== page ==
Treasury bond prices slumped Friday in a broad market retreat that analysts called an apt finish to the worst bond year in a generation.

Activity trickled to a close by midafternoon in abbreviated pre-holiday trading. The few market players sold bonds, partly in reaction to a fresh sign of inflation that reinforced the bearishness that has persisted through 1994.The price of the Treasury's main 30-year bond dropped 13/32 point, or $4.06 per $1,000 in face value. Its yield, which moves in the opposite direction, rose to 7.87 percent from 7.83 percent late Thursday. A year ago, the 30-year Treasury yield was 6.34 percent.

Prices of short-term Treasury securities, meanwhile, ranged from 1-32 point to 1-16 point lower and intermediate maturities dropped by 3-32 point to 3-16 point, the Telerate Inc. financial information service reported.

Trading volume was typically lackluster for this time of year, and the market closed at 2 p.m. Eastern time for the three-day New Year's weekend.

Adding a degree of downward pressure on bond prices was a morning report from the Purchasing Management Association of Chicago.

The regional group said its index of area business activity rose to 67.5 percent in December on a seasonally adjusted basis from 67.4 percent in November. A reading above 50 percent indicates that manufacturing operations are expanding.

Company purchasing managers also reported continued strong upward pressure on the prices they pay suppliers and charge consumers.

The report, a harbinger of a national manufacturing survey due out on Tuesday, renewed worries of higher inflation among traders in fixed-income securities. Higher prices in the economy can diminish the value of bonds and other securities that pay a preset interest rate.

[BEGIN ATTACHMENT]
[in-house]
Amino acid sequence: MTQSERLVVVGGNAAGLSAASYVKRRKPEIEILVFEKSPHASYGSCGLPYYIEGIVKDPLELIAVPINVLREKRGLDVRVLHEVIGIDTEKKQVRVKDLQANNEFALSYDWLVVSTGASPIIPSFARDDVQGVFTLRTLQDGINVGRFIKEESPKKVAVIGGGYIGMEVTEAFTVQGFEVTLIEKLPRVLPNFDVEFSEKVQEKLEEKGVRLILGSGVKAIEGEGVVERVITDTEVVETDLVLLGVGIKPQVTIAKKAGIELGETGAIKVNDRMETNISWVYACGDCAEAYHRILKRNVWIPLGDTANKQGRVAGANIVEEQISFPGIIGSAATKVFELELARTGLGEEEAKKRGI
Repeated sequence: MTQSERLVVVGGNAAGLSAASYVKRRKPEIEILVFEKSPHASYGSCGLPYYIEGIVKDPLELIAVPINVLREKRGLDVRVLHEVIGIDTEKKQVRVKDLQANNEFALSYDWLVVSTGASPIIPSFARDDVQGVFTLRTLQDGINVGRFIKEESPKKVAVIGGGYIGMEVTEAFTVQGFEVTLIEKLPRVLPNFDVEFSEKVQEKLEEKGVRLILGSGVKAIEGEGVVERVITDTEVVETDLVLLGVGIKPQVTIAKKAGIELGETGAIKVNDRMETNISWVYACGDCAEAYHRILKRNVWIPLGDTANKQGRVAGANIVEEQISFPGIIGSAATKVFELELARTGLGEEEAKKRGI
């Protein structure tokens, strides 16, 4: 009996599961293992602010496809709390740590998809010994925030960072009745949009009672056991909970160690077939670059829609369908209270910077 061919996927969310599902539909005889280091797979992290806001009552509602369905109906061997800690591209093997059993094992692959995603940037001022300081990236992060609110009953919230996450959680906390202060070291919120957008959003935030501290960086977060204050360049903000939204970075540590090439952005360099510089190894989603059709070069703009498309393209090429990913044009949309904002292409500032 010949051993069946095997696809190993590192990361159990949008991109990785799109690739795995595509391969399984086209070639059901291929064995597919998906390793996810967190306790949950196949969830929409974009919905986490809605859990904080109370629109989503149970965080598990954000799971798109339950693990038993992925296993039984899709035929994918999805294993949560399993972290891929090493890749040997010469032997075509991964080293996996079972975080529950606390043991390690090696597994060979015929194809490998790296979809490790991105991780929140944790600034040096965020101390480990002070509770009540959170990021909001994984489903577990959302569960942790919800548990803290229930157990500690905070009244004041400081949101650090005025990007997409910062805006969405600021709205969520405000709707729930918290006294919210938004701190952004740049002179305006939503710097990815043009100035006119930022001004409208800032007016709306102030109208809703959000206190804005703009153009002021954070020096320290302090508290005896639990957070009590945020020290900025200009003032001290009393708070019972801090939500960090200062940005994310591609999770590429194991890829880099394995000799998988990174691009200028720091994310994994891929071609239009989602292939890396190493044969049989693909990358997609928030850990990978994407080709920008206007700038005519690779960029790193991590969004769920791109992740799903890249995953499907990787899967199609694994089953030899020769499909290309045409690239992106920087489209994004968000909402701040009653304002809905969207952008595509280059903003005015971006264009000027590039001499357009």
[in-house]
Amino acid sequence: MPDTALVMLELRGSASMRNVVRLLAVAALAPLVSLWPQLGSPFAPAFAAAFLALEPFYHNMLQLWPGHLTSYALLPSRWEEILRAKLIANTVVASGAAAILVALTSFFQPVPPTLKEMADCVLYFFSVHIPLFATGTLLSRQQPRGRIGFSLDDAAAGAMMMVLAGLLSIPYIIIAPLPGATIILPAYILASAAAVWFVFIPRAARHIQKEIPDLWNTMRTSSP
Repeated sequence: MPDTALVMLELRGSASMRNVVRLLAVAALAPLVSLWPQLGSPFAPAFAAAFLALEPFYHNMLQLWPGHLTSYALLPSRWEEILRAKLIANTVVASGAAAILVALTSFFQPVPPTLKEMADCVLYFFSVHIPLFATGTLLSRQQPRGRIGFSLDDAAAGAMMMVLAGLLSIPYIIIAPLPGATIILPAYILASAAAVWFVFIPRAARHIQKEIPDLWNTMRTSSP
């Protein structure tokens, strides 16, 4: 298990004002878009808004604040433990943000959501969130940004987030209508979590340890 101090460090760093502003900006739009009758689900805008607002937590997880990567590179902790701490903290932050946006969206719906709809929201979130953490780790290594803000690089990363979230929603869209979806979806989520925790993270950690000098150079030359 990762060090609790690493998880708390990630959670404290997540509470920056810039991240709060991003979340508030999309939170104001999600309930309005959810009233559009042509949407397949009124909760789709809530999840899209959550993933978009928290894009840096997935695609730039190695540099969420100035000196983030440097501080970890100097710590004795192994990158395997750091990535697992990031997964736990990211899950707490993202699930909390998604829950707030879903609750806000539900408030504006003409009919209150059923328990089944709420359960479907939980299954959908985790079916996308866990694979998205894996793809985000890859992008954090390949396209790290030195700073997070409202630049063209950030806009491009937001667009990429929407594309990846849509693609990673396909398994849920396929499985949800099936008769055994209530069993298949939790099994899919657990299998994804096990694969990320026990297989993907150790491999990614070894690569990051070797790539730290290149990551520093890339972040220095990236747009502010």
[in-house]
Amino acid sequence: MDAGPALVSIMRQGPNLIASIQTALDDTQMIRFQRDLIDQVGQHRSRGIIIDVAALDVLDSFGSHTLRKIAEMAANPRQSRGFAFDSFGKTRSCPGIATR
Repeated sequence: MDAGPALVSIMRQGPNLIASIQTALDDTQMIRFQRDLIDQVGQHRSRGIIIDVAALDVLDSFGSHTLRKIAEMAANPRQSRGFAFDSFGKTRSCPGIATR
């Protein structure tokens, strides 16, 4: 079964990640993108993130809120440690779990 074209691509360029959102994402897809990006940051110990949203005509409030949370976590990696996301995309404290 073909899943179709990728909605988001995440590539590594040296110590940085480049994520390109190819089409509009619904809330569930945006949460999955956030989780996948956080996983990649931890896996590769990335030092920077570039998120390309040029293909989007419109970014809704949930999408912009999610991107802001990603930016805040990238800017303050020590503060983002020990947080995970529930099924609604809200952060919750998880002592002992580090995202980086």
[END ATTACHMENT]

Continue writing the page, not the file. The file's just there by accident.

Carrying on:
Analysts said the pessimism was an appropriate cap to the worst year in bonds since 1969, when yields soared 37 percent to 7.65 percent from 5.60 percent in the 14-month period ending Dec. 1969.

This time around, yields on bonds jumped more than 35 percent, ending at 7.88 percent Friday from a 25-year low of 5.79 percent set on Oct. 15, 1993.

Most of the yield surge came in the past 11 months, after the Federal Reserve Board began raising interest rates in early February in an effort to combat inflation pressures.

As returns on newly sold bonds rose, holders of existing fixed-income securities saw their value drop. Some of that loss in principal value was offset by the interest payments investors receive on their bonds.

Still, investors by the end of 1994 lost about 15 percent of their investment in 30-year bonds bought in October 1993, said Eric Olsen of L.H.O. Investments in New Canaan, Conn.

Friday's price drop continued that trend.

"That the downdraft today stems from signs of strong economic activity is symbolic of what drove down the market the bulk of the year," said Elliott Platt, director of economic research at Donaldson, Lufkin & Jenrette Securities Corp.

The Treasury market's outlook remains uncertain in 1995. The Fed is expected to continue its drive to push up interest rates, and market players hope the campaign slows the economy and curbs the inflation pressures that can erode the value of bonds.

But investors and traders caught off guard by this year's sharp reversal of fortune are not likely to resume their bullishness anytime soon, analysts said.

The Lehman Brothers Daily Treasury Bond Index, reflecting price movements on bonds with maturities of a year or longer, fell 1.65 to 1,173.83.

Yields on three-month Treasury bills rose to 5.70 percent as the discount increased .09 percentage point to 5.55 percent. Six-month yields were higher at 6.48 percent as the discount rose .03 point to 6.20 percent. One-year yields increased to 7.15 percent as the discount rose .04 point to 6.72 percent.

Yields are the interest bonds pay by maturity, while the discount is the interest at which they are sold.